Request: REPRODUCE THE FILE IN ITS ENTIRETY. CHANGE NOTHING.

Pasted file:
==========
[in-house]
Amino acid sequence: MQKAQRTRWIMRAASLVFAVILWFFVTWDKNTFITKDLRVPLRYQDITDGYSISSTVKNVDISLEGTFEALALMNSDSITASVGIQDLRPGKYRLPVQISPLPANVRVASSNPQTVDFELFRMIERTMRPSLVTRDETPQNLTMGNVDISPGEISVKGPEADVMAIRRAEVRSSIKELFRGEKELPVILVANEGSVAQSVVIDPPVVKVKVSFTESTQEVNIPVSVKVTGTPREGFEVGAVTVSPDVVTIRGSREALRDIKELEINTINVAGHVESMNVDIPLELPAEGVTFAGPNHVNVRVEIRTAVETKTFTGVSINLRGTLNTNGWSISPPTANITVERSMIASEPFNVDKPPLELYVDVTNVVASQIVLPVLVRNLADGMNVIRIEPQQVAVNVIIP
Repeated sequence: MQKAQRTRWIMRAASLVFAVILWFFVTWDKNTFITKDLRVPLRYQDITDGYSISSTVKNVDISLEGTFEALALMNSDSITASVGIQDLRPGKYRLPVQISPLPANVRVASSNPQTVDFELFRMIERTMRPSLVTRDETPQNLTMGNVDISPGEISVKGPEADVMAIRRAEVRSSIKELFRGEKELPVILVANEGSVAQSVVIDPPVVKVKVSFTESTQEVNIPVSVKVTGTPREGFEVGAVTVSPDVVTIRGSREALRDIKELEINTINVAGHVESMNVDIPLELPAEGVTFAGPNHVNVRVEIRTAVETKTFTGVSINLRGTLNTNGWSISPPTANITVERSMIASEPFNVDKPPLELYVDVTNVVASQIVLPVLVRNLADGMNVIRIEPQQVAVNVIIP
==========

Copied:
[in-house]
Amino acid sequence: MQKAQRTRWIMRAASLVFAVILWFFVTWDKNTFITKDLRVPLRYQDITDGYSISSTVKNVDISLEGTFEALALMNSDSITASVGIQDLRPGKYRLPVQISPLPANVRVASSNPQTVDFELFRMIERTMRPSLVTRDETPQNLTMGNVDISPGEISVKGPEADVMAIRRAEVRSSIKELFRGEKELPVILVANEGSVAQSVVIDPPVVKVKVSFTESTQEVNIPVSVKVTGTPREGFEVGAVTVSPDVVTIRGSREALRDIKELEINTINVAGHVESMNVDIPLELPAEGVTFAGPNHVNVRVEIRTAVETKTFTGVSINLRGTLNTNGWSISPPTANITVERSMIASEPFNVDKPPLELYVDVTNVVASQIVLPVLVRNLADGMNVIRIEPQQVAVNVIIP
Repeated sequence: MQKAQRTRWIMRAASLVFAVILWFFVTWDKNTFITKDLRVPLRYQDITDGYSISSTVKNVDISLEGTFEALALMNSDSITASVGIQDLRPGKYRLPVQISPLPANVRVASSNPQTVDFELFRMIERTMRPSLVTRDETPQNLTMGNVDISPGEISVKGPEADVMAIRRAEVRSSIKELFRGEKELPVILVANEGSVAQSVVIDPPVVKVKVSFTESTQEVNIPVSVKVTGTPREGFEVGAVTVSPDVVTIRGSREALRDIKELEINTINVAGHVESMNVDIPLELPAEGVTFAGPNHVNVRVEIRTAVETKTFTGVSINLRGTLNTNGWSISPPTANITVERSMIASEPFNVDKPPLELYVDVTNVVASQIVLPVLVRNLADGMNVIRIEPQQVAVNVIIP